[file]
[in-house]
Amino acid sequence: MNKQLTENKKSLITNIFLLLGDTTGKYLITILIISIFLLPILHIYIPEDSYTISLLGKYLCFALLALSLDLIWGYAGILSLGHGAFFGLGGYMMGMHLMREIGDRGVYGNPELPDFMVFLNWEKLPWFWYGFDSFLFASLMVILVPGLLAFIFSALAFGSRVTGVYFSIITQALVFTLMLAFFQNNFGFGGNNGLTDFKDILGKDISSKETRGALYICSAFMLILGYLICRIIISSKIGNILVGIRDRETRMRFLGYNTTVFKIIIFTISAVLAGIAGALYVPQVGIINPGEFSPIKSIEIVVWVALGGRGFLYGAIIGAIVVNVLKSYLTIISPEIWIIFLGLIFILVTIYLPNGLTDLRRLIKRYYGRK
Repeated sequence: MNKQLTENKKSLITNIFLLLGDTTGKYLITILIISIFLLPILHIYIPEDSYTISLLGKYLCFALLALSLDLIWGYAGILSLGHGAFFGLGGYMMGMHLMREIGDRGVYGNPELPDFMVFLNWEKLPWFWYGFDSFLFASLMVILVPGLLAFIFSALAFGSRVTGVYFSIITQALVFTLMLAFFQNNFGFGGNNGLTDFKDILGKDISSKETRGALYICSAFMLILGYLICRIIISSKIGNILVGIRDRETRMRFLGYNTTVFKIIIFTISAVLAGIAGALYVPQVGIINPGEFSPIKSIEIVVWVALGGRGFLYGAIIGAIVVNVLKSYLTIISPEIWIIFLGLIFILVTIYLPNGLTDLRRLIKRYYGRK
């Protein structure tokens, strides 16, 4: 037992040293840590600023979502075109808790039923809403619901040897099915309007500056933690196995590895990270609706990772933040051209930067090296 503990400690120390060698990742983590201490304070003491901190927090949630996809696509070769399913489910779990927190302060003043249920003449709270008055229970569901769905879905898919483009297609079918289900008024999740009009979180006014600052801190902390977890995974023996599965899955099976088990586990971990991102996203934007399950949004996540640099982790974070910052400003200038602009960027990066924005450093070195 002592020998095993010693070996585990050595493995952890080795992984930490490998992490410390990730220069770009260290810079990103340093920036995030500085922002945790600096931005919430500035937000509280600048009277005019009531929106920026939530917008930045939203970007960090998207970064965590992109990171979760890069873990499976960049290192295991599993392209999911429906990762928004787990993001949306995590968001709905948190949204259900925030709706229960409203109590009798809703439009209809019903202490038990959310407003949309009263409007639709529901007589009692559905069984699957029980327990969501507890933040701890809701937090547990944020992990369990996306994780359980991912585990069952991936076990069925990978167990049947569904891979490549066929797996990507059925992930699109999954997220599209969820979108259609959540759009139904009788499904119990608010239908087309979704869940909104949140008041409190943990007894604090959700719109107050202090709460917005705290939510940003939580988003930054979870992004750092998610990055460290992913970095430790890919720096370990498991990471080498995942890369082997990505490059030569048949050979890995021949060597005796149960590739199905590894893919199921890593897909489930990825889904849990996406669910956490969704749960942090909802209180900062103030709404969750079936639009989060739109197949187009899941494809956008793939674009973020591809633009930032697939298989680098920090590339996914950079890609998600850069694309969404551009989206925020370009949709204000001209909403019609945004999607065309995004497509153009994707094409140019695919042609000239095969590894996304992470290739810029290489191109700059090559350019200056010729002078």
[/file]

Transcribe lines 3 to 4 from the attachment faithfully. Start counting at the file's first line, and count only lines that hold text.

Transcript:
Repeated sequence: MNKQLTENKKSLITNIFLLLGDTTGKYLITILIISIFLLPILHIYIPEDSYTISLLGKYLCFALLALSLDLIWGYAGILSLGHGAFFGLGGYMMGMHLMREIGDRGVYGNPELPDFMVFLNWEKLPWFWYGFDSFLFASLMVILVPGLLAFIFSALAFGSRVTGVYFSIITQALVFTLMLAFFQNNFGFGGNNGLTDFKDILGKDISSKETRGALYICSAFMLILGYLICRIIISSKIGNILVGIRDRETRMRFLGYNTTVFKIIIFTISAVLAGIAGALYVPQVGIINPGEFSPIKSIEIVVWVALGGRGFLYGAIIGAIVVNVLKSYLTIISPEIWIIFLGLIFILVTIYLPNGLTDLRRLIKRYYGRK
């Protein structure tokens, strides 16, 4: 037992040293840590600023979502075109808790039923809403619901040897099915309007500056933690196995590895990270609706990772933040051209930067090296 503990400690120390060698990742983590201490304070003491901190927090949630996809696509070769399913489910779990927190302060003043249920003449709270008055229970569901769905879905898919483009297609079918289900008024999740009009979180006014600052801190902390977890995974023996599965899955099976088990586990971990991102996203934007399950949004996540640099982790974070910052400003200038602009960027990066924005450093070195 002592020998095993010693070996585990050595493995952890080795992984930490490998992490410390990730220069770009260290810079990103340093920036995030500085922002945790600096931005919430500035937000509280600048009277005019009531929106920026939530917008930045939203970007960090998207970064965590992109990171979760890069873990499976960049290192295991599993392209999911429906990762928004787990993001949306995590968001709905948190949204259900925030709706229960409203109590009798809703439009209809019903202490038990959310407003949309009263409007639709529901007589009692559905069984699957029980327990969501507890933040701890809701937090547990944020992990369990996306994780359980991912585990069952991936076990069925990978167990049947569904891979490549066929797996990507059925992930699109999954997220599209969820979108259609959540759009139904009788499904119990608010239908087309979704869940909104949140008041409190943990007894604090959700719109107050202090709460917005705290939510940003939580988003930054979870992004750092998610990055460290992913970095430790890919720096370990498991990471080498995942890369082997990505490059030569048949050979890995021949060597005796149960590739199905590894893919199921890593897909489930990825889904849990996406669910956490969704749960942090909802209180900062103030709404969750079936639009989060739109197949187009899941494809956008793939674009973020591809633009930032697939298989680098920090590339996914950079890609998600850069694309969404551009989206925020370009949709204000001209909403019609945004999607065309995004497509153009994707094409140019695919042609000239095969590894996304992470290739810029290489191109700059090559350019200056010729002078």